2016 Audi allroad vs 2016 Subaru Outback: Sport Wagon Challenge
2016 Audi allroad vs 2016 Subaru Outback: Sport Wagon Challenge
2016 Audi allroad vs 2016 Subaru Outback: An Introduction to Wagons
Station wagon? Sport wagon? Sportback? Hatchback? Family-Adventure vehicle? Long-Roof? What do you call a car built on top of a sedan platform that, simultaneously, exhibits traits of a compact crossover? Well, regardless of the term you use, this class of vehicle has carved out its own, distinctive niche in Denver and along the Front Range (and the entire automotive industry, for that matter).
If you’re surprised that the wagon class has not disappeared, no one would blame you. In fact, Edmunds.com argues that the “crossover has long since supplanted the wagon as America’s family hauler of choice”; and articles, such as The Atlantic’s “Why Crossovers Conquered the American Highway,” suggest that this isn’t simply an isolated, editorial opinion. But even though crossovers and traditional SUVs currently dominate the American automotive market, Kelley Blue Book notes that the wagon class still appeals to a particular community.
The consumers in this segment, by an large, consider themselves “non-SUV” drivers who desire a similar “kind of capability and capacity” provided by their larger counterparts. To this extent, these consumers want a “more rugged and butch” vehicle than a traditional wagon, which enables “active households” to possess some “all-terrain capability.”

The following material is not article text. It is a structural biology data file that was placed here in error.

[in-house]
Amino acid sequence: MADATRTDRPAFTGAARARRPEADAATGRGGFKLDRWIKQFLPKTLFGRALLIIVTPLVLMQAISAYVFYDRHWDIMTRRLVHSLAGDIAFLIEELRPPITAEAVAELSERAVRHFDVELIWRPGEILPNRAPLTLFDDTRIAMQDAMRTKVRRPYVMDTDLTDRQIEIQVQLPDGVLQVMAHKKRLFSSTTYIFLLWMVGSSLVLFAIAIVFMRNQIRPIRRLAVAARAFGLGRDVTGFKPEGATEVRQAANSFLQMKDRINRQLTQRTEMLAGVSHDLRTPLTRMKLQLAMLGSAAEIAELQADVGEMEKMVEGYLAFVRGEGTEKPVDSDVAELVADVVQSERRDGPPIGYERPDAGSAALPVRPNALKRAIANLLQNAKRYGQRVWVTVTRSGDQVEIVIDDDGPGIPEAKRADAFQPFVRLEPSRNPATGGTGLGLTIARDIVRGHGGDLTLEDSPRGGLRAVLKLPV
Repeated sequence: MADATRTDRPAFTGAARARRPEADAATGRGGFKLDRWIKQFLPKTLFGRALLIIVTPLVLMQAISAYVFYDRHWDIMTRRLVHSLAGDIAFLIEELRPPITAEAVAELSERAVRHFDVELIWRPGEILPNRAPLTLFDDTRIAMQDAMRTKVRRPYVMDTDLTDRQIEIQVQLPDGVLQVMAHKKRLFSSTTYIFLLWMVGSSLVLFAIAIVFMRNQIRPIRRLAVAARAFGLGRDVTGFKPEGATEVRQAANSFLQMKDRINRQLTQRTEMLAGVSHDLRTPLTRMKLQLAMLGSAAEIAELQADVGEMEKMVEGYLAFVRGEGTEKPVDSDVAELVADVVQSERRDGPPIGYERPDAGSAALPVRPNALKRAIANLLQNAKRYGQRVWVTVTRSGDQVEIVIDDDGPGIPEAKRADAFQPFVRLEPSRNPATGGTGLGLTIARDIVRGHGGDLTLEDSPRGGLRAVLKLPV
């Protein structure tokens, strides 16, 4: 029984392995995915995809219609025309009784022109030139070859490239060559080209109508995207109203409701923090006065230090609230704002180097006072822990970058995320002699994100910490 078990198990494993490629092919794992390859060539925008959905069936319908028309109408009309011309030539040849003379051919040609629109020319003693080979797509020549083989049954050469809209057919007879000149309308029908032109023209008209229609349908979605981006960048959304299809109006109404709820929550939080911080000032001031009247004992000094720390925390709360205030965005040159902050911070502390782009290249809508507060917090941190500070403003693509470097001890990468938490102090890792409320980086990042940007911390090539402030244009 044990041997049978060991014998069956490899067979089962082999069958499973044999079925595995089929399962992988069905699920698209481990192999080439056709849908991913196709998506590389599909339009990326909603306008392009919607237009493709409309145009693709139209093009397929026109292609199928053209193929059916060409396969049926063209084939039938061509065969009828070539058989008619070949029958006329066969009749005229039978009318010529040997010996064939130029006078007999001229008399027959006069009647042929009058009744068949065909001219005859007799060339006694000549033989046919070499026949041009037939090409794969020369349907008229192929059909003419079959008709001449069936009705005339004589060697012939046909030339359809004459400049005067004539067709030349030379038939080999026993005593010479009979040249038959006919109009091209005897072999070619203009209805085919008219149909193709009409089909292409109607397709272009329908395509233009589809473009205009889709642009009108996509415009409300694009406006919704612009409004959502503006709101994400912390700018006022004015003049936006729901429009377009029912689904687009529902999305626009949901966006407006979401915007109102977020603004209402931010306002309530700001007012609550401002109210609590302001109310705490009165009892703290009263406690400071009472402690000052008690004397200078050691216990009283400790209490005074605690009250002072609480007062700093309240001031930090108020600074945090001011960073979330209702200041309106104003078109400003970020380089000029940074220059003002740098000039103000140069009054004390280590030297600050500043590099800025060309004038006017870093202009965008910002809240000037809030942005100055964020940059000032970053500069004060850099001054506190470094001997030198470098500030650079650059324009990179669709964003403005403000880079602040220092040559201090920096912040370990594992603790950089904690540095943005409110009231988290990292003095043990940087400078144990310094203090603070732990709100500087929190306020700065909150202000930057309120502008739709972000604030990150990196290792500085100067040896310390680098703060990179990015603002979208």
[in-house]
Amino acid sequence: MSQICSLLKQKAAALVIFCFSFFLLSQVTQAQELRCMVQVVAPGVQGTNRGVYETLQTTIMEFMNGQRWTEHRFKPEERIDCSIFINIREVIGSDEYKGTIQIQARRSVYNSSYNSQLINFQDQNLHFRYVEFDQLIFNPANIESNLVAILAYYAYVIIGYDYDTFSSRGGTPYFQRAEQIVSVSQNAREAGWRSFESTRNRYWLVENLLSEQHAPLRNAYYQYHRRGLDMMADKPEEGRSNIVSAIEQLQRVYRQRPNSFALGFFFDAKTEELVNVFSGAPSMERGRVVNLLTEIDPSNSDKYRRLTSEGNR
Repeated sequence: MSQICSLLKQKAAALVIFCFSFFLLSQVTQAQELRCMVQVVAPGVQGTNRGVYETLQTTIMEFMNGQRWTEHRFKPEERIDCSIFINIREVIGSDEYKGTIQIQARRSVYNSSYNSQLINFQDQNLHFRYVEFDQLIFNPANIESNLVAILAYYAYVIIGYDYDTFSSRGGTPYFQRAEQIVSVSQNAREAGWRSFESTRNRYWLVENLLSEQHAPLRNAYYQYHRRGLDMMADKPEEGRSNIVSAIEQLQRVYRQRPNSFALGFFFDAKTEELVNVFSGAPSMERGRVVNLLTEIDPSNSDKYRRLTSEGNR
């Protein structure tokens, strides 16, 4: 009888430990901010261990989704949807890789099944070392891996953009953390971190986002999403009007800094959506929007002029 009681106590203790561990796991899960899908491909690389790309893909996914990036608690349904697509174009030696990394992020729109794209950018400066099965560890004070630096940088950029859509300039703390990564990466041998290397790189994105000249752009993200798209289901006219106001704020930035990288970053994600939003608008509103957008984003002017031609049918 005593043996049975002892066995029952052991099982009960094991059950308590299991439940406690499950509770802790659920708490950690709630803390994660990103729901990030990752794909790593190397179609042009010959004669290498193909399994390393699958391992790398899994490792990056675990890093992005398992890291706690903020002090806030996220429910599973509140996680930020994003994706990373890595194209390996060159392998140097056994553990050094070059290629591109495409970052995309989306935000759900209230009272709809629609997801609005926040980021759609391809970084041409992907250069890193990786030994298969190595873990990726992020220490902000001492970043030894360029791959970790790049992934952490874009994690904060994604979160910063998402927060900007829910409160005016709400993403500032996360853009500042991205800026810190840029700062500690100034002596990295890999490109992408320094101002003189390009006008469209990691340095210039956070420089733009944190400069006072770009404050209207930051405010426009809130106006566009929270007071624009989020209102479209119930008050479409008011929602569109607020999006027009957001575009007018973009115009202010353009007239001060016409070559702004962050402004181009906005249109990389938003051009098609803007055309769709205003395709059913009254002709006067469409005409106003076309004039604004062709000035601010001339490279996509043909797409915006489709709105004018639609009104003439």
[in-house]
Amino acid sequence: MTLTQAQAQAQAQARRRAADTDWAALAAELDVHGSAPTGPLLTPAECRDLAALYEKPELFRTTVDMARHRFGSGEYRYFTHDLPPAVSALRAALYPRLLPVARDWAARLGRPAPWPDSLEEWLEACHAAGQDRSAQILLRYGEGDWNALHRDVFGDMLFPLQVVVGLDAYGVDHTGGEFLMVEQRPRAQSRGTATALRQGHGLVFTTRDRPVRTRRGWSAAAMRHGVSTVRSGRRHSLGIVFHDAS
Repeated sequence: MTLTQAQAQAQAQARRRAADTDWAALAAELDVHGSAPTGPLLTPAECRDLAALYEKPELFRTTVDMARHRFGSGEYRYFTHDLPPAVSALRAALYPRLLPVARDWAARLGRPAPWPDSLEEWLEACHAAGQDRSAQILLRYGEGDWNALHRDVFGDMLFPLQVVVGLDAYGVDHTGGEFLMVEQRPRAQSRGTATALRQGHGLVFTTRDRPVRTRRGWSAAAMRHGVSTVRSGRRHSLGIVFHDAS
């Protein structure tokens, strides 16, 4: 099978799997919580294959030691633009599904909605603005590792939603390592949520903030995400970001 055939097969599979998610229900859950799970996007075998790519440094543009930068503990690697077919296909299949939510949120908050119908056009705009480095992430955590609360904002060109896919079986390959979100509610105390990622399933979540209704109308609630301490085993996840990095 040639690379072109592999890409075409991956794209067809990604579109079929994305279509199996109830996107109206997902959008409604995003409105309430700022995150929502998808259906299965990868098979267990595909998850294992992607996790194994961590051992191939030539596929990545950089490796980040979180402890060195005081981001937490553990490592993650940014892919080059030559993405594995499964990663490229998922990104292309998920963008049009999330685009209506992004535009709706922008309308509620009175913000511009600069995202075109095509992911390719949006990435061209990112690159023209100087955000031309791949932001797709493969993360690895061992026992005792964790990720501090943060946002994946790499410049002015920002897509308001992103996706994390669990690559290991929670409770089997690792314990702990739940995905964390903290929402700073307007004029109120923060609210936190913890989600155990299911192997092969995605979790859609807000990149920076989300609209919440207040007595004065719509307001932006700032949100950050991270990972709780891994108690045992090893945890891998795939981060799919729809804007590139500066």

Of course, if you’re are an SUV driver, you might be asking: why does someone who desires the “capability and capacity” of a crossover or SUV want a car that isn’t one? Indeed, this is a fair question.
Well, for starters, you’ll achieve better gas mileage in virtually any wagon than you will with a crossover or an SUV. Second, the ride and handling of wagons tend to be smoother and more responsive than larger vehicles. Likewise, vehicles situated lower to the ground tend to be safer, and thus provide an added level of security for passengers. Finally, certain consumers find wagons, which are less boxy and more streamlined, to be more aesthetically palatable.
2016 Audi allroad vs 2016 Subaru Outback: The Wagon’s Visual Transformation
What the what? Some people think that wagons are “more aesthetically palatable” than a crossover or an SUV? Are these said people hitting the pipe extra hard? If you haven’t seen any of the recent innovations in the wagon class, then you’ll probably a bit surprised. Take, for instance, the 2016 Audi allroad (click images for larger views):
Of the allroad’s appearance, Bengt Halvorson of The Car Connection praises the automobile’s “rugged look,” replete with “cladding…more ground clearance,” a “distinctive lower-body” with a “stronger stance from the side,” and “more presence” in the front. Of course, he’s quick to note that Audi couches these more “rugged” features within the manufacturer’s traditionally “subdued [and] sophisticated” design language.